An employment tribunal has ruled that vegetarianism does not qualify as a “religion or belief” as defined in the Equality Act. This means that, subject to any appeal, the worker involved cannot advance his claim that he was discriminated against by his employer because of his belief in vegetarianism.
The Equality Act makes it unlawful to discriminate against a worker because of a “protected characteristic”. There are nine categories of these, including “religion or belief”. Belief is defined as “any religious or philosophical belief”, but philosophical belief is not itself defined. However, there has been guidance in the case law about how this expression should be understood. Among other things, tribunals are expected to assess whether the belief is about a “weighty and substantial aspect of human life and behaviour” and whether it attains a certain level of “cogency, seriousness and cohesion”.
Although it has been widely assumed in the past that vegetarianism would satisfy these criteria, this tribunal has decided that it did not. We don’t know the background facts, as the decision was reached at a preliminary hearing. But it seems that the tribunal was persuaded that vegetarianism did not attain the required level of cogency and cohesion. That was because there are many reasons why people are vegetarians (for example respect for sentient life, moral concerns about slaughtering animals, environment concerns, or belief in its health and dietary benefits).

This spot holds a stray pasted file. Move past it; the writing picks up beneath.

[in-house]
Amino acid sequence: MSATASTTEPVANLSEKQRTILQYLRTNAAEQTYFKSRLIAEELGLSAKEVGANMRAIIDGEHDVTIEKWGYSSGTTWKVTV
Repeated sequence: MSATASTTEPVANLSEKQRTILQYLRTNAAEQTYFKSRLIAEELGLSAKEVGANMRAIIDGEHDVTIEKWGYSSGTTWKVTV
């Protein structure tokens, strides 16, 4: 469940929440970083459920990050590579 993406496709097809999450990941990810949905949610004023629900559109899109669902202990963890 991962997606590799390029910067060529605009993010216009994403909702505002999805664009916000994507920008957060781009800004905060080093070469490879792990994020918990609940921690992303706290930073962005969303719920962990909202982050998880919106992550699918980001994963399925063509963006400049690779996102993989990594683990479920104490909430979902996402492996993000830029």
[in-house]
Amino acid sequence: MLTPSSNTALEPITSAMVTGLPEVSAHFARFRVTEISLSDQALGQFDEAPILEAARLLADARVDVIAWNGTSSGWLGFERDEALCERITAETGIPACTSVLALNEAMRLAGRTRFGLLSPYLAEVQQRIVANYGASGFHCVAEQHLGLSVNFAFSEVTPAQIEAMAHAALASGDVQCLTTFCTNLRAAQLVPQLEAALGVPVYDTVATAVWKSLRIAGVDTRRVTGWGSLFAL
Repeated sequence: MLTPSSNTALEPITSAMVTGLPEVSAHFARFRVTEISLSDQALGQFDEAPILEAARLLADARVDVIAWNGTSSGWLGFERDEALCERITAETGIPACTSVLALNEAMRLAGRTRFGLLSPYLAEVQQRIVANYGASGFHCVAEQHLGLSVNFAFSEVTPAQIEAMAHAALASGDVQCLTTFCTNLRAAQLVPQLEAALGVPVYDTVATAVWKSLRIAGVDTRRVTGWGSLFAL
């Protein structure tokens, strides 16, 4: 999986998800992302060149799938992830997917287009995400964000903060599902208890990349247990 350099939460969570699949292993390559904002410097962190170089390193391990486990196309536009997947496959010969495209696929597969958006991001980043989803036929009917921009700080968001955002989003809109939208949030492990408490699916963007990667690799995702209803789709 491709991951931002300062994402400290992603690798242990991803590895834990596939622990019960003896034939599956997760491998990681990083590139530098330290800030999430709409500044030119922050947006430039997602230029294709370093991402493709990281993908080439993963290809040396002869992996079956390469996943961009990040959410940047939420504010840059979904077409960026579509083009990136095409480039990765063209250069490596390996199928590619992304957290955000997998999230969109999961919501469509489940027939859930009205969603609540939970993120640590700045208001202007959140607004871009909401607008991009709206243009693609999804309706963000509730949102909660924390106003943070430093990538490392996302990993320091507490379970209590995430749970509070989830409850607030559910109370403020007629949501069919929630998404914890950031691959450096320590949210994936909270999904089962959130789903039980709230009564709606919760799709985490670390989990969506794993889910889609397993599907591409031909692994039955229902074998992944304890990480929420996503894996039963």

As a first instance decision, this ruling is not binding on other employment tribunals, but it still provides (as it were) food for thought. One interesting feature of the decision is the contrast it draws between vegetarianism and veganism:
“The Tribunal do accept there are many vegetarians across the world, however, the reason for being a vegetarian differs greatly among themselves, unlike veganism where the reasons for being a vegan appear to be largely the same. Vegetarians adopt the practice for many different reasons; lifestyle, health, diet, concern about the way animals are reared for food and personal taste. Vegans simply do not accept the practice under any circumstances of eating meat, fish or dairy products, and have distinct concerns about the way animals are reared, the clear belief that killing and eating animals is contrary to a civilised society and also against climate control. There you can see a clear cogency and cohesion in vegan belief, which appears contrary to vegetarianism, i.e. having numerous, differing and wide varying reasons for adopting vegetarianism.”
One common criticism of vegetarianism which this ruling echoes is that it is at best inconsistent in not excluding all animal products (especially diary). However the decision does appear harsh on the claimant, who appears to have been a conviction rather than life-style vegetarian. It is therefore unlikely to be the last word on the issue, particularly when one considers the kind of beliefs that have previously qualified for protection under the Act. These include environmentalism, belief in the sanctity of life extending to “fervent” anti-fox-hunting beliefs and even a belief in the “higher purpose” of public service broadcasting.
For further information on this and any other employment matter please contact Charles Pigott by Email: Charles.Pigott@Mills-Reeve.com